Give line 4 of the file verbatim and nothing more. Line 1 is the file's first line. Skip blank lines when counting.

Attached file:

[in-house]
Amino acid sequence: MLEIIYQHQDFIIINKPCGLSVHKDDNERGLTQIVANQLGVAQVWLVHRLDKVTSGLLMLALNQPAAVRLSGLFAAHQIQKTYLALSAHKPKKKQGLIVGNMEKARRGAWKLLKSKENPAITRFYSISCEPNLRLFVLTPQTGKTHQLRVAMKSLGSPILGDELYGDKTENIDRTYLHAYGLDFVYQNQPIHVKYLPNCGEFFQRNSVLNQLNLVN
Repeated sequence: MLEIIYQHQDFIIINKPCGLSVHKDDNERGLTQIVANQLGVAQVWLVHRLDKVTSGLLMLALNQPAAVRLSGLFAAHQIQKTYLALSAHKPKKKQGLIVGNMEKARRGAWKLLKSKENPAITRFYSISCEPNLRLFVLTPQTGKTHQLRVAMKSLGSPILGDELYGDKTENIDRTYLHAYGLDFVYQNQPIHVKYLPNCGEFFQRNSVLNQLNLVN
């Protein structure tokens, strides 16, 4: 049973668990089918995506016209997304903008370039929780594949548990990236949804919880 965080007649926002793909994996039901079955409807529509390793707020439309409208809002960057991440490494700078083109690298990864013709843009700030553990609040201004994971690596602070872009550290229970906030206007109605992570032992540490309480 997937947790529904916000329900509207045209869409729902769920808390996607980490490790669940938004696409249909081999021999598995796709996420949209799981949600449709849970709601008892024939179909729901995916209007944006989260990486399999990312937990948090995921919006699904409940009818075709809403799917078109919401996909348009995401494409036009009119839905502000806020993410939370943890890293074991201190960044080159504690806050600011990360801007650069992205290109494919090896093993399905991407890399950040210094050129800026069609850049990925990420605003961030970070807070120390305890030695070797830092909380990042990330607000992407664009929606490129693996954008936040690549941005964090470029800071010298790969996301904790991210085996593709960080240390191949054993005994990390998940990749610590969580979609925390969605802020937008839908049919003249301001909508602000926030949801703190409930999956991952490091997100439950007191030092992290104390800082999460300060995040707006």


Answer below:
């Protein structure tokens, strides 16, 4: 049973668990089918995506016209997304903008370039929780594949548990990236949804919880 965080007649926002793909994996039901079955409807529509390793707020439309409208809002960057991440490494700078083109690298990864013709843009700030553990609040201004994971690596602070872009550290229970906030206007109605992570032992540490309480 997937947790529904916000329900509207045209869409729902769920808390996607980490490790669940938004696409249909081999021999598995796709996420949209799981949600449709849970709601008892024939179909729901995916209007944006989260990486399999990312937990948090995921919006699904409940009818075709809403799917078109919401996909348009995401494409036009009119839905502000806020993410939370943890890293074991201190960044080159504690806050600011990360801007650069992205290109494919090896093993399905991407890399950040210094050129800026069609850049990925990420605003961030970070807070120390305890030695070797830092909380990042990330607000992407664009929606490129693996954008936040690549941005964090470029800071010298790969996301904790991210085996593709960080240390191949054993005994990390998940990749610590969580979609925390969605802020937008839908049919003249301001909508602000926030949801703190409930999956991952490091997100439950007191030092992290104390800082999460300060995040707006």